The San Francisco Superior Court announced Monday that it's laying off more than 40 percent of its staff and shuttering 25 courtrooms because of budget cuts.
Presiding Judge Katherine Feinstein said the actions were necessary to close a $13.75 million budget deficit caused by state budget cuts. She said the cuts mean it will take many more hours to pay a traffic ticket in person, up to 18 months to finalize a divorce and five years for a lawsuit to go to trial.
"The civil justice system in San Francisco is collapsing," Feinstein said.
Some 200 of the court's 480 workers will be let go by Sept. 30, including 11 of 12 commissioners who preside over a variety of cases. And she said it could get worse if optimistic revenue projections don't materialize by January.
"The future is very, very bleak for our courts," Feinstein said at a Monday press conference. Feinstein said criminal cases would remain largely unaffected because of constitutional guarantees of speedy trials. Every other type of court, though, is facing significant cutbacks.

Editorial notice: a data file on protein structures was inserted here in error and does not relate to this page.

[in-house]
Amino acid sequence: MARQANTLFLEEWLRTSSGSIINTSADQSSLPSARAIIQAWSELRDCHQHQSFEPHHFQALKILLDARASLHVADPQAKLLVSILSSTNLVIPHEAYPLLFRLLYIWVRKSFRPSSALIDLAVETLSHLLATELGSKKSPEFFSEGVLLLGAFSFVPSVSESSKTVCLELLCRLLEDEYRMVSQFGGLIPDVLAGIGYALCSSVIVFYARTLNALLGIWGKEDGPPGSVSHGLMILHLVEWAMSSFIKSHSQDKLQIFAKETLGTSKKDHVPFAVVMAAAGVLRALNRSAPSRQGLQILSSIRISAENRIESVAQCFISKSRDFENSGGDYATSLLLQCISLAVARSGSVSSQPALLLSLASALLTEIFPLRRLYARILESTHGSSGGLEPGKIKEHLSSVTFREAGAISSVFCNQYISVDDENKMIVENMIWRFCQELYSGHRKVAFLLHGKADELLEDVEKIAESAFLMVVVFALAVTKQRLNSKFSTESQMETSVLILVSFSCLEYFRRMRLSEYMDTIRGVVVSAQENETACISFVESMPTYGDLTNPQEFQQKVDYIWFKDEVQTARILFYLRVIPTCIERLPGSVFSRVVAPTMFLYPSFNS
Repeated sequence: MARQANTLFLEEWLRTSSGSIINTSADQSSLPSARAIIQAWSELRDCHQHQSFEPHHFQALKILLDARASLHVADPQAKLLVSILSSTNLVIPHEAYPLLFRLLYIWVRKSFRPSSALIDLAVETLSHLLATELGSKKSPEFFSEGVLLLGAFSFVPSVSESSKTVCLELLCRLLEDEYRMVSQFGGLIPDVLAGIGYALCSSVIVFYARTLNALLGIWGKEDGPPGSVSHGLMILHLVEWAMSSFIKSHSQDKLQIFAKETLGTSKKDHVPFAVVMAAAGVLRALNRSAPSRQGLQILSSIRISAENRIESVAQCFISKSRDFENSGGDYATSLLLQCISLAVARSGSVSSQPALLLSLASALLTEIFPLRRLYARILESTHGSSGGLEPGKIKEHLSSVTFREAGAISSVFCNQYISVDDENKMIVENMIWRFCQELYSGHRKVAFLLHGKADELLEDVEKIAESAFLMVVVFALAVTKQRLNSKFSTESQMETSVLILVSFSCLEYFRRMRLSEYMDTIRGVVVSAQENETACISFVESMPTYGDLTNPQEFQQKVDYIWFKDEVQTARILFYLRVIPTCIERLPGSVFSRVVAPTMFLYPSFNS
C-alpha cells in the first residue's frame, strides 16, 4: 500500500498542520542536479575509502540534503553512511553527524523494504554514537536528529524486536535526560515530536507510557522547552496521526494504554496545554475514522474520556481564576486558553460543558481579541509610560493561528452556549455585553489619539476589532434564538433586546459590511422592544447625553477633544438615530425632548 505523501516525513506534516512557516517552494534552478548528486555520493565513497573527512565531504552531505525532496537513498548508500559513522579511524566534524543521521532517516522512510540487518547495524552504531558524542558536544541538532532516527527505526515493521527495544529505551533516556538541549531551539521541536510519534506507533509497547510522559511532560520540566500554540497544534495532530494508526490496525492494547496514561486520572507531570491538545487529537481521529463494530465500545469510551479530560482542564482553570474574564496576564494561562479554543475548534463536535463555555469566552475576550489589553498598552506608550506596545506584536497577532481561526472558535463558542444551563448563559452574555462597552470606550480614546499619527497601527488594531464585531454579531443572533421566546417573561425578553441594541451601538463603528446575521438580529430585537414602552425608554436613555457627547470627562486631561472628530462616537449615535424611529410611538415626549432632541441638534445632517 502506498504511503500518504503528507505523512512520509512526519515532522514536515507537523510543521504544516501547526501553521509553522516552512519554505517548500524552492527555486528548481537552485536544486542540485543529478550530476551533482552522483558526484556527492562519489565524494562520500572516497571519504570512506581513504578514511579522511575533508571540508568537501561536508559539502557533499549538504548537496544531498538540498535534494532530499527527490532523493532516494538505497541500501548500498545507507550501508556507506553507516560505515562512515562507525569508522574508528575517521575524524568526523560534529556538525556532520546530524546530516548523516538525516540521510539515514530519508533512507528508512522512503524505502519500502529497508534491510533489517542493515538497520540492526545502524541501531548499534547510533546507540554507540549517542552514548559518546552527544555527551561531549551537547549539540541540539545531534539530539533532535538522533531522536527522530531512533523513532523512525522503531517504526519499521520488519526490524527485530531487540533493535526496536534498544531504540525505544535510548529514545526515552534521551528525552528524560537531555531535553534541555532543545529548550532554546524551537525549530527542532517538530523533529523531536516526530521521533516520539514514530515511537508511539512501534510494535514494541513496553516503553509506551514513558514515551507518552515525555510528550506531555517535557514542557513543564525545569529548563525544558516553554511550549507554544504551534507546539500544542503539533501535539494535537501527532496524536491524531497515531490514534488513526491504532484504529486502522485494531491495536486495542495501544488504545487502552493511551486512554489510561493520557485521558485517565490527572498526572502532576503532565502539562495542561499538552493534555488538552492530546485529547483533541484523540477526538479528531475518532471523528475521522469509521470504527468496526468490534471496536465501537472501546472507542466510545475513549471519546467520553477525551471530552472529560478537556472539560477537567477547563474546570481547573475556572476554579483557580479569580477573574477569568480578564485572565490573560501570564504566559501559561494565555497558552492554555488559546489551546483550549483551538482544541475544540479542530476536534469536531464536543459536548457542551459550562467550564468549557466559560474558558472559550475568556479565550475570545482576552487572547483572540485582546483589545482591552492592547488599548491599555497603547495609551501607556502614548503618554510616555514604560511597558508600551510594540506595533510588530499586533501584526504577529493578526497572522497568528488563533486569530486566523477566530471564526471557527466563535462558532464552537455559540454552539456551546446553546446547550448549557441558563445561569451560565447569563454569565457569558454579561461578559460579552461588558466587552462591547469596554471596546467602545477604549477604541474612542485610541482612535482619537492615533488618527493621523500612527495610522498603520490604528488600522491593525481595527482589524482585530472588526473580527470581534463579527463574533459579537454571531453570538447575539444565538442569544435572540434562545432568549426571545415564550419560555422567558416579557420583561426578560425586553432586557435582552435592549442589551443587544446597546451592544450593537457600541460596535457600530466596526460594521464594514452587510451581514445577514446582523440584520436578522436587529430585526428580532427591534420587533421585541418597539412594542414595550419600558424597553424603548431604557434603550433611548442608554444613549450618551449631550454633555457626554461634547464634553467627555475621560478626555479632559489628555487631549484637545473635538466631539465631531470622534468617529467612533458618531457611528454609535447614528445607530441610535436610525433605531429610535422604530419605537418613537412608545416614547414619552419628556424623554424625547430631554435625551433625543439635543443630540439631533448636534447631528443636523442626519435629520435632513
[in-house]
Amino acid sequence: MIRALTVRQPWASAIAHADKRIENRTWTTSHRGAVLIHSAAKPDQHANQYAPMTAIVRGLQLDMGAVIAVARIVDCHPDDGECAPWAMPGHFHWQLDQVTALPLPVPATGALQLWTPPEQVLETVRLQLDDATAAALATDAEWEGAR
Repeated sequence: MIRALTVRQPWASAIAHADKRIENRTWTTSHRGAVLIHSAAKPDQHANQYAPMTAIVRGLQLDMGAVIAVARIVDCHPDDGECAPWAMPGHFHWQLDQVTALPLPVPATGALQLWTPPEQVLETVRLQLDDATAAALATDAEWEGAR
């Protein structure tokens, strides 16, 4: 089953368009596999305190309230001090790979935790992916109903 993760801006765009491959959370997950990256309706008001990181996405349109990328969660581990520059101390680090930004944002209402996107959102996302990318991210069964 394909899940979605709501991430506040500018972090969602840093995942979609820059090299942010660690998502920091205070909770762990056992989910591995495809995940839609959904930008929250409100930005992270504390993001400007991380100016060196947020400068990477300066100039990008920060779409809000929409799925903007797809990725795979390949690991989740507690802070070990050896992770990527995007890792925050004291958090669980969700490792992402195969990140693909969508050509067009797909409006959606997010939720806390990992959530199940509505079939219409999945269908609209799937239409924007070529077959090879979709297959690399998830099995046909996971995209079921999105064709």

The San Francisco courts aren't the only courts facing cutbacks, only the most dramatic. The Judicial Council, which manages the judicial branch's budget, will decide Friday whether to cut funding of local courts by 8.8 percent or about $305 million.
Other courts are considering unpaid furloughs for workers, shorter hours for clerks and other cost-cutting measures. None are going as far as San Francisco, but the budget woes have caused discord within the judiciary.
The Alliance of California Judges was formed almost three years ago by judges unhappy with the Judicial Council's fiscal management. In particular, the Alliance is demanding administrators scrap plans for a new computer system projected to cost $2 billion to fully install state wide.
Instead, court administrators are proposing delaying the project for a year, which would save $100 million.